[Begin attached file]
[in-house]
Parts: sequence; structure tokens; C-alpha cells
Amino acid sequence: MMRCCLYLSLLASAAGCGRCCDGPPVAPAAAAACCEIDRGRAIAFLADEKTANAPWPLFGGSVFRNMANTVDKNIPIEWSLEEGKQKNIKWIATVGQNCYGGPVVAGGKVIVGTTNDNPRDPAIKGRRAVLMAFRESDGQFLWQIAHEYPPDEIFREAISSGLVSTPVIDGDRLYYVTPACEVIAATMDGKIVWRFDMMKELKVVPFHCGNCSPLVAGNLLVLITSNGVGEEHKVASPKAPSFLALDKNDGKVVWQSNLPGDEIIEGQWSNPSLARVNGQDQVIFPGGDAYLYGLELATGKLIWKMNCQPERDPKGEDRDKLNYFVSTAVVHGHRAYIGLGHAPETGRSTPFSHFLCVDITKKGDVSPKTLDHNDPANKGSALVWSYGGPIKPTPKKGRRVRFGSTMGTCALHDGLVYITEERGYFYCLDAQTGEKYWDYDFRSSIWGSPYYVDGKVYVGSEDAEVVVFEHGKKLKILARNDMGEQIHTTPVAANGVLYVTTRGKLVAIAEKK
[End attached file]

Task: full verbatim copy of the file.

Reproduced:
[in-house]
Parts: sequence; structure tokens; C-alpha cells
Amino acid sequence: MMRCCLYLSLLASAAGCGRCCDGPPVAPAAAAACCEIDRGRAIAFLADEKTANAPWPLFGGSVFRNMANTVDKNIPIEWSLEEGKQKNIKWIATVGQNCYGGPVVAGGKVIVGTTNDNPRDPAIKGRRAVLMAFRESDGQFLWQIAHEYPPDEIFREAISSGLVSTPVIDGDRLYYVTPACEVIAATMDGKIVWRFDMMKELKVVPFHCGNCSPLVAGNLLVLITSNGVGEEHKVASPKAPSFLALDKNDGKVVWQSNLPGDEIIEGQWSNPSLARVNGQDQVIFPGGDAYLYGLELATGKLIWKMNCQPERDPKGEDRDKLNYFVSTAVVHGHRAYIGLGHAPETGRSTPFSHFLCVDITKKGDVSPKTLDHNDPANKGSALVWSYGGPIKPTPKKGRRVRFGSTMGTCALHDGLVYITEERGYFYCLDAQTGEKYWDYDFRSSIWGSPYYVDGKVYVGSEDAEVVVFEHGKKLKILARNDMGEQIHTTPVAANGVLYVTTRGKLVAIAEKK